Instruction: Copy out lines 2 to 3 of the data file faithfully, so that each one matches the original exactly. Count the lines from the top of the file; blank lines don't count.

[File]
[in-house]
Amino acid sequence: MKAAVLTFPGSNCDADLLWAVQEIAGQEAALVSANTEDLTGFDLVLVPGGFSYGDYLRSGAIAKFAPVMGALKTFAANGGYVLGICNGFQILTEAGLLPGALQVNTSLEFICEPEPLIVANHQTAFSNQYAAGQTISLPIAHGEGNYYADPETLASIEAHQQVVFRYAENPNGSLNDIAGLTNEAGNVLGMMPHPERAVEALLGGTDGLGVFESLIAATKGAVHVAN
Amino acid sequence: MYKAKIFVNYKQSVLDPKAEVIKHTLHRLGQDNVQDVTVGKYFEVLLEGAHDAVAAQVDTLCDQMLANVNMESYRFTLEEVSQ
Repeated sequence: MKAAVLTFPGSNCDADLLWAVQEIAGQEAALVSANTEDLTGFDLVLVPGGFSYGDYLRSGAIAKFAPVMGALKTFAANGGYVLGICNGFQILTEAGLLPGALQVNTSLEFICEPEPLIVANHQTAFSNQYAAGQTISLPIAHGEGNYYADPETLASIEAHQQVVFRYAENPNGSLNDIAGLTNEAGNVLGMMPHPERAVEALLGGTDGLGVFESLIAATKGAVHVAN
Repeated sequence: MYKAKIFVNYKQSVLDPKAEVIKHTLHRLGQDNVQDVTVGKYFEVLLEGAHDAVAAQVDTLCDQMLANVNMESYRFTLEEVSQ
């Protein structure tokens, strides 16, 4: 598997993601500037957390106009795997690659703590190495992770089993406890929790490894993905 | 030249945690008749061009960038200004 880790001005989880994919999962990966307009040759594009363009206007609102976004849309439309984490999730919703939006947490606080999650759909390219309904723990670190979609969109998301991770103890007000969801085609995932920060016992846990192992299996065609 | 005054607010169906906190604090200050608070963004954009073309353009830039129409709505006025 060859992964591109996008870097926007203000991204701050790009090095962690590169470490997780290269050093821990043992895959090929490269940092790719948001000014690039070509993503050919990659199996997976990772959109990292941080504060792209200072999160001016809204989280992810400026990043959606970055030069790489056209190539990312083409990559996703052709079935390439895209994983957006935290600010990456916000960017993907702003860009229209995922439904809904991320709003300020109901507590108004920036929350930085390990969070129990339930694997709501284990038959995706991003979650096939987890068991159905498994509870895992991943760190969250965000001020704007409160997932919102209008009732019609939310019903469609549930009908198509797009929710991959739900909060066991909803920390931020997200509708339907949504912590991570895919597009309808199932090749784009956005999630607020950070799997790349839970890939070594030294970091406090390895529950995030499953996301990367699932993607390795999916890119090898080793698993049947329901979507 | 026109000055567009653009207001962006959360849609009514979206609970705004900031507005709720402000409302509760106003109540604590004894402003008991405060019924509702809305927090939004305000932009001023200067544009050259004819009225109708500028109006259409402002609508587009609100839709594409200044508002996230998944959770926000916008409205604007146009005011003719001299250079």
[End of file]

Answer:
Amino acid sequence: MKAAVLTFPGSNCDADLLWAVQEIAGQEAALVSANTEDLTGFDLVLVPGGFSYGDYLRSGAIAKFAPVMGALKTFAANGGYVLGICNGFQILTEAGLLPGALQVNTSLEFICEPEPLIVANHQTAFSNQYAAGQTISLPIAHGEGNYYADPETLASIEAHQQVVFRYAENPNGSLNDIAGLTNEAGNVLGMMPHPERAVEALLGGTDGLGVFESLIAATKGAVHVAN
Amino acid sequence: MYKAKIFVNYKQSVLDPKAEVIKHTLHRLGQDNVQDVTVGKYFEVLLEGAHDAVAAQVDTLCDQMLANVNMESYRFTLEEVSQ